The Korea Herald


Misogyny making short hair unsafe

Fixed gender roles in Korea problematic, critics say

By Choi Jeong-yoon

Published : March 6, 2024 - 15:21

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AI-generated image of a woman in short hair (123rf) AI-generated image of a woman in short hair (123rf)

Prosecutors have sought a five-year sentence for a man in his 20s who was arrested for attacking a woman he perceived to be a feminist "because she had short hair."

In November last year, the man kicked and punched a female convenience store worker, saying, "Since you have short hair, you must be a feminist. I'm a male chauvinist, and I think feminists should be punished," according to police. He also assaulted another customer, in his 50s, who tried to intervene. At the time, the suspect was reported to have asked, "Why are you not taking my side (as a man)? She is a feminist."

Though the man pleaded guilty, he claimed he was in a state of mental and physical weakness, having been found to be inebriated when authorities arrived at the scene. Prosecutors demanded he be punished heavily, saying, "Though this is his first offense, the assailant committed an abnormal crime and the victim is still in great suffering." The final verdict comes on April 9.

Women with short, cropped hair have been the target of ire and physical attacks in South Korea. Many misogynistic commentators associate the hairstyle and a certain way of how one dresses with a perceived notion of "feminism."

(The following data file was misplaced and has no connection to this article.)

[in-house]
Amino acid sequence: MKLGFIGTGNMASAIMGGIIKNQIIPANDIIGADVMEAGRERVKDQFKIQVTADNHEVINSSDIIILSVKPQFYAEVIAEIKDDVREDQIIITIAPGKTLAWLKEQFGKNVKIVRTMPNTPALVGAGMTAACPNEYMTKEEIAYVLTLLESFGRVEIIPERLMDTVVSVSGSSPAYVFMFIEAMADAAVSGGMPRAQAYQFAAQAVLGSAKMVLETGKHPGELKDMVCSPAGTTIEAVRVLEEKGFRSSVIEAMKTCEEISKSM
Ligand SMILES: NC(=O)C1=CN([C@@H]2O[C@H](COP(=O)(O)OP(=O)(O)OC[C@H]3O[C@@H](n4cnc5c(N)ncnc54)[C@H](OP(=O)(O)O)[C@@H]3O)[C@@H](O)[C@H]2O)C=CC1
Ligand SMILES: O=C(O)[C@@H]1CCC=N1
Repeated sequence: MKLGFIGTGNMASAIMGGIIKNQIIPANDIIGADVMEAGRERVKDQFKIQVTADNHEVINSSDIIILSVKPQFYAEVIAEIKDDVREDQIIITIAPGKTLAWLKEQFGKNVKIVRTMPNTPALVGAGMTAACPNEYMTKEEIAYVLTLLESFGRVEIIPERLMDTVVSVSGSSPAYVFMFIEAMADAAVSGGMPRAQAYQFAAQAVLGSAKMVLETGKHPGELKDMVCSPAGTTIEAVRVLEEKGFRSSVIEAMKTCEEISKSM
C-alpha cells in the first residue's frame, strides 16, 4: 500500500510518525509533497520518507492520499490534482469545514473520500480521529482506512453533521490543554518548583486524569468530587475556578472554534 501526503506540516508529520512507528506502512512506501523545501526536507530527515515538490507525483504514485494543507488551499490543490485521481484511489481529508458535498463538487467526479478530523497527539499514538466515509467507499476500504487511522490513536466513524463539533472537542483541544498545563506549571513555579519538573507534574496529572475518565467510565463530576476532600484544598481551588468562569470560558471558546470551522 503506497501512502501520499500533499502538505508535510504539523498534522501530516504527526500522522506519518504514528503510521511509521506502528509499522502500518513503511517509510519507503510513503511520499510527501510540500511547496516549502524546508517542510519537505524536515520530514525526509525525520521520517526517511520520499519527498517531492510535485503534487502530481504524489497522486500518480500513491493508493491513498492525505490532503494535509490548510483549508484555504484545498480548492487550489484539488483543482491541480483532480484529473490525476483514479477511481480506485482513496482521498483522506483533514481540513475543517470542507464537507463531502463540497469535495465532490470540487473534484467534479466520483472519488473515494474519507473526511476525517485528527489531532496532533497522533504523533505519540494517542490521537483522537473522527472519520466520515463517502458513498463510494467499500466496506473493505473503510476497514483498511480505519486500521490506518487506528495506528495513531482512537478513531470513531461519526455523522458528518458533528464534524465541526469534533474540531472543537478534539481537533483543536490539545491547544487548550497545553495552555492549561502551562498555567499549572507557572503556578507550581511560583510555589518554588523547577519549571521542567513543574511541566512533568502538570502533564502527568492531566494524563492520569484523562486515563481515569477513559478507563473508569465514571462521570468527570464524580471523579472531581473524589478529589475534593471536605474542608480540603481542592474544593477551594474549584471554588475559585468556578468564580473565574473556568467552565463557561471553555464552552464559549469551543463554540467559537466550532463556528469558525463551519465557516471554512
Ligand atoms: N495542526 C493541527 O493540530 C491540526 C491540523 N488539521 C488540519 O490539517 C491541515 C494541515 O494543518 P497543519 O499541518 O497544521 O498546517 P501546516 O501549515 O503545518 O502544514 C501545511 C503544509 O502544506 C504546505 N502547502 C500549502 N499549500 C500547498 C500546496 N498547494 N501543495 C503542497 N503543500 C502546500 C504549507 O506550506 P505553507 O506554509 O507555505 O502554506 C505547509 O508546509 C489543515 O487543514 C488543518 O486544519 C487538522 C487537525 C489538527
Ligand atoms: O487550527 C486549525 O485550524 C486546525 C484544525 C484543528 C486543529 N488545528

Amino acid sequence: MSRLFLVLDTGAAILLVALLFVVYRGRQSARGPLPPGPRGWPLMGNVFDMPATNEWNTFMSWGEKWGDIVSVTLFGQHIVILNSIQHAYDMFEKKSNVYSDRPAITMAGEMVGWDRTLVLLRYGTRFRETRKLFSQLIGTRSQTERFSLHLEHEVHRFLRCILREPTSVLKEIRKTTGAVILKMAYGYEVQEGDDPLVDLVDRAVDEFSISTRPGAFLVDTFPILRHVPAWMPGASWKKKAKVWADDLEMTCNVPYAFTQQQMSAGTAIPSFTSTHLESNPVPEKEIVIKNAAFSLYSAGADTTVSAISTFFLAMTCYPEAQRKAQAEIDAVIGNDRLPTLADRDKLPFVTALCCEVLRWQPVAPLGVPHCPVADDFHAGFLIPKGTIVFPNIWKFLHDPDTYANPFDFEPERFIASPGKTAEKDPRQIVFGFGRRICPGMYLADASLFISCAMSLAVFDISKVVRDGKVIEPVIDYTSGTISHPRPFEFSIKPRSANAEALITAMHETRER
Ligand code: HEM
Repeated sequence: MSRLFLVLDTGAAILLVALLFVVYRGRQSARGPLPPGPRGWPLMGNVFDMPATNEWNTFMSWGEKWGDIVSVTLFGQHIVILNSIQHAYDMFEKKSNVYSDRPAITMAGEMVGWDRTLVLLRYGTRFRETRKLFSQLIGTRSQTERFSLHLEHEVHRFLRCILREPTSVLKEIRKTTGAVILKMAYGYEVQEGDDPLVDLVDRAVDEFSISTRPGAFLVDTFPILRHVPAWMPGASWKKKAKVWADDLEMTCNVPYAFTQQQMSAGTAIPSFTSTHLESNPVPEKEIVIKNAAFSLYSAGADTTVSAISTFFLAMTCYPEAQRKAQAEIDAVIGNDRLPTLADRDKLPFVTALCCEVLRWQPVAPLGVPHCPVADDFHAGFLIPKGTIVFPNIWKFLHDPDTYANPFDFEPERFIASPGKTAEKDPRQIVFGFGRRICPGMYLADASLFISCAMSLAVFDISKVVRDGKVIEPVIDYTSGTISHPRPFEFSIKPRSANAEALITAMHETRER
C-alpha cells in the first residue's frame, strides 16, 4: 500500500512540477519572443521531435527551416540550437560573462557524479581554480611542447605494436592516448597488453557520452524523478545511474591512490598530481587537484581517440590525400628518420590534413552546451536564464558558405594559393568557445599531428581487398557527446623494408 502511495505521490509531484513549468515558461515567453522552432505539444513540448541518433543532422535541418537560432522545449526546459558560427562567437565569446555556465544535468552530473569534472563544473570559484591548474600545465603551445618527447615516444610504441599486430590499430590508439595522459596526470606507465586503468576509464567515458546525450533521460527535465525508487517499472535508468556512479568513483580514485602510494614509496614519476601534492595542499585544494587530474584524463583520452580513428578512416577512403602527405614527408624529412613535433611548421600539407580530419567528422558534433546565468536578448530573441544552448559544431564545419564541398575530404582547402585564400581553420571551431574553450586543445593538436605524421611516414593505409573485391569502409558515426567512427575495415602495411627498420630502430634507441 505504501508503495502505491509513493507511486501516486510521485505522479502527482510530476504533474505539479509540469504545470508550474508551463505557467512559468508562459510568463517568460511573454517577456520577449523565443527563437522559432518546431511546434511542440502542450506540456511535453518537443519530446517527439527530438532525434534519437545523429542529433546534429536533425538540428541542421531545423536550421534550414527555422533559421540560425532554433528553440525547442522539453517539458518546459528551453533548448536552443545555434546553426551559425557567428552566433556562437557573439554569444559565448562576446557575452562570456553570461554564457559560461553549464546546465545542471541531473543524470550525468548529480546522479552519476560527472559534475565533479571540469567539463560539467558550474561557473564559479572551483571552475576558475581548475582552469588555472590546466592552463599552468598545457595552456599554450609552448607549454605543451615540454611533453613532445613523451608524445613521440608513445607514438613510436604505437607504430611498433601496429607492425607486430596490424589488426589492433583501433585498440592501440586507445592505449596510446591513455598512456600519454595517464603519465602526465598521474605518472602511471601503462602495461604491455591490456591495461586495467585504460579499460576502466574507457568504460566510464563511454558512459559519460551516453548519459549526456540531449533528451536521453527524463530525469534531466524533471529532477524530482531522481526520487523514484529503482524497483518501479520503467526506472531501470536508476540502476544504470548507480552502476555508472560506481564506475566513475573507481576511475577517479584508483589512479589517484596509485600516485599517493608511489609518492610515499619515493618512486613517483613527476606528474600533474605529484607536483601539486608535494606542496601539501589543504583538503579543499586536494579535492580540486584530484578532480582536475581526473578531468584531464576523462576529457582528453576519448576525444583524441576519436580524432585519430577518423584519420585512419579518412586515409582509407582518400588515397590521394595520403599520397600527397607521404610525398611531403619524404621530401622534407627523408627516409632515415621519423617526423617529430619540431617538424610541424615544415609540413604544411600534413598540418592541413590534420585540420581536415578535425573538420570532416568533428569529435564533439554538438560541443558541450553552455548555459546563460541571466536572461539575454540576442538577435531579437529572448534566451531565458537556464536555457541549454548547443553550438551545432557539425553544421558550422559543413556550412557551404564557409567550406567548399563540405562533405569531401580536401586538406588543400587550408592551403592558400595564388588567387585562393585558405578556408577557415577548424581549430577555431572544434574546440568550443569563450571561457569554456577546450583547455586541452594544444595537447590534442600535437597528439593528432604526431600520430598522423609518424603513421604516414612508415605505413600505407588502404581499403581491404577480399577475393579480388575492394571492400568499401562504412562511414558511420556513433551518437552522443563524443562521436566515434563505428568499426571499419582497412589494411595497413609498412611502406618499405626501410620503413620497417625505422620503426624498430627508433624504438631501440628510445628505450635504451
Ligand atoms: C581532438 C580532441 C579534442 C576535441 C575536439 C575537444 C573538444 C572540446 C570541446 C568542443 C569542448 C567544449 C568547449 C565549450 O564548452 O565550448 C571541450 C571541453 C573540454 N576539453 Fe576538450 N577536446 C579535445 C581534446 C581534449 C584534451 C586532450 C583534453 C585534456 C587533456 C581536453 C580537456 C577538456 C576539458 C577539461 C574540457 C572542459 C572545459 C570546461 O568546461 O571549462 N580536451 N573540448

In 2021, Korean archer An San, a gold medalist at the Tokyo Olympics, faced unwarranted criticism from male-dominated online groups. The disparagement centered on her short hair and enrollment at a women's university.

Dubbed a feminist by online detractors, An San's Instagram account was barraged with offensive language.

In a departure from the feminist movements in North America and Europe, the term "feminist" in Korea is frequently linked with the perception of being a "man-hater," leading to a degradation of public discourse into a battle of the sexes.

How did associating women with short hair and feminism begin?

Experts point to the "Cut the Corset" movement in 2018, where young women challenged long-held beauty ideals by sporting short hair and no makeup. Many posted images of themselves with their hair cut short, destroyed cosmetic products or piles of their cut hair in a political statement.

Many celebrities and YouTubers followed suit, and as the movement spread, prejudice against "anti-corset equals feminist" solidified, leading to a growing number of people equating them with a short haircut.

The prejudice fueled many online posts and judgment of women, including a post that wrote, "Aren't women from all-women's school who wear pants and glasses with no makeup and short hair feminists?" going viral.

Kim Dong-jin, head of the Feminist Pedagogy lab, points out that fixed gender roles heavily embedded in Korean society are at the core of the problem. "There is no scientific or logical reason why women have to have long hair and men short hair. These are all conventional perceptions from patriarchy that we have followed unquestioningly," she said.

She added that online communities that reproduce and proliferate such notions should be demolished.

The Women's Party also held a press conference ahead of the trial, stating, "This incident, which was committed with misogynic motives and assaulted a woman who he had no connection with, is a typical hate crime against women."

They urged the court to "clearly recognize it as a hate crime against women and set judicial justice straight with severe punishment for the perpetrators."